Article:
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Premiere Turns 25 Share This on LinkedIn   Share This on Google   Tweet This   Forward This

14 March 2017

Just five years after the debut of Illustrator Adobe scaled the highest peak in graphic arts automatic, conquering video with Premiere. Looking back, that's like getting to the moon with a pocket calculator.

Version 1.0. Premiere's first splash screen suggests the product may have had just one horse power but that beat walking or taking the train.

Getting there and doing it with the limited processing power of the early 1990s were both major achievements. At the time, flatbed editors and even the venerable Moviola were how editing got done. Adobe's competition on the Mac platform was Avid), which was founded in August 1987.


In Celebrating 25 Years of Premiere Pro on the Adobe Creative Cloud blog, Bill Roberts, director of video product management, remembers how the new software ran on affordable computers and thus "opened the door to anyone who wanted to learn the art of visual storytelling."

He goes on to list the innovative milestones in the 25-year history of the product, including full screen broadcast quality with 60 fields per frame, the ability to work with 4K frame size, RAM previews and an audio mixer before the product was completely rewritten for its relaunch as Premiere Pro in 2003.

That didn't slow the introduction of new features as Adobe added Dynamic Link integration with Adobe After Effects and integrated Creative Cloud-based services like CC Libraries and shared asset libraries, Destination Publishing, the Lumetri Color panel, powerful new Tracking and Masking tools, Adobe Stock and support for 360 VR editing.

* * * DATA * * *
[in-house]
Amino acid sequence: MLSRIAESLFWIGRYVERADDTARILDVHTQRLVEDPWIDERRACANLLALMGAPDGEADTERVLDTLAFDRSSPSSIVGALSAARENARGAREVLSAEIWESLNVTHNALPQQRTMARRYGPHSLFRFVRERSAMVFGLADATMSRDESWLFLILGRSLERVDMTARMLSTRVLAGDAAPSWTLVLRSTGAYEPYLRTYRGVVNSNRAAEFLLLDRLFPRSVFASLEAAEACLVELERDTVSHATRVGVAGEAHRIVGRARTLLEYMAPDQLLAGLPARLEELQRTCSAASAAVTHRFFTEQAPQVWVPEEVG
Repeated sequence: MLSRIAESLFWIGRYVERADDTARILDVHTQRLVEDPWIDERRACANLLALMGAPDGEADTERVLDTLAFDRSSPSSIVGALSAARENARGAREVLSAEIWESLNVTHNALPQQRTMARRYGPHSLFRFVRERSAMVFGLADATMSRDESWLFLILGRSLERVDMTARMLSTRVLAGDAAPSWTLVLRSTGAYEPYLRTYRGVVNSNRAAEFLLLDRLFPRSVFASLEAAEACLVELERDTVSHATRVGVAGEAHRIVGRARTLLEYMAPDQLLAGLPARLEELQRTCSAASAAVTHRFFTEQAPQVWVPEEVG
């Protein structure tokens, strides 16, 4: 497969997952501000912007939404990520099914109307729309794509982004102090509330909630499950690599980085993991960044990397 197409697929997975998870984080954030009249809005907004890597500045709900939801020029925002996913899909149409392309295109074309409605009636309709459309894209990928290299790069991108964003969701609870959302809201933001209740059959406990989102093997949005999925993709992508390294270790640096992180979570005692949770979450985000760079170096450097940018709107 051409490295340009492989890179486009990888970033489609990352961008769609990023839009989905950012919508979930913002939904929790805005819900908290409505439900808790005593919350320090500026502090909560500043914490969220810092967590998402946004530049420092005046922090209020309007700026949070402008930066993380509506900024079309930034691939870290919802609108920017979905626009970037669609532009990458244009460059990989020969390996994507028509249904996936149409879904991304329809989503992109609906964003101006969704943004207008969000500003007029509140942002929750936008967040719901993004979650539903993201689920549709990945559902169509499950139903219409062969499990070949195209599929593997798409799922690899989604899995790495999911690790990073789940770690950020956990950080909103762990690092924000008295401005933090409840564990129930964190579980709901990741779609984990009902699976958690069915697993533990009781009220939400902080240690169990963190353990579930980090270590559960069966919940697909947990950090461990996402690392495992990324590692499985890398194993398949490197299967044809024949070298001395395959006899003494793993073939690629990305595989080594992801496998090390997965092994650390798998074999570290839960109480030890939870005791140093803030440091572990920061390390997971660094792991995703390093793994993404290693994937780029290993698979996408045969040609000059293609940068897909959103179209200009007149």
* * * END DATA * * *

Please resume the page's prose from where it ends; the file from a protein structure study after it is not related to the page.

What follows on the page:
The clip below fast forwards through 25 years of the Premiere's development:

In anticipation of the anniversary at last year's Adobe Video World conference, video group product manager Steve Forde talked about the company's commitment to video professionals. Highlights of his talk are captured in The Future of Premiere Pro CC and Adobe's Commitment to Video Pros. In that talk he speaks about the fundamental design decision the company made to take on Final Cut Pro X:

The consumer audience is bigger than the pro audience, but what if we make a connection between the two?" Forbes said the team asked. "What if we make it so it's a symbiotic relationship? Can we invest in the technology so that we can use it in different models?" That's how we balance the two.


To celebrate the anniversary, Adobe is launching Make the Cut, a global editing competition in partnership with Imagine Dragons, the Grammy-winning band, and featuring a panel of video and entertainment industry luminaries.

Imagine Dragons has teamed up with Adobe to give fans and aspiring producers the chance to co-create a music video. In an industry first, Imagine Dragons is offering access to the uncut footage shot from their music video Believer.

Using these video clips, fans across the world can cut their own version using Premiere Pro and Creative Cloud to enter our Make the Cut contest that will be judged by a panel of industry pros, including the band itself, two-time Academy Award winner Angus Wall, who edited films like Fight Club and Vinnie Hobbs, an Award-winning music video editor who has worked with Kendrick Lamar and Britney Spears.

The winner of the contest will claim a grand prize of $25,000.

Additional awards include bonus prizes of $1,000 each and a year-long Creative Cloud subscription for four special categories:

  • Fan Favorite: The most liked video by fans on the Adobe Creative Cloud Channel on YouTube.
  • Most Unexpected: We have no idea what you'll come up with but knock our socks off!
  • Best Young Creator: The best up and coming editor under 25 years old.
  • Best Short Form: The most impressive video that's 30-60 seconds long.

And one special bonus prize of $2,500, a year-long subscription to Creative Cloud and 25 Adobe Stock credits, will go to the cut with the best use of supplied Adobe Stock clips.

For more information visit the Make the Cut Web site.

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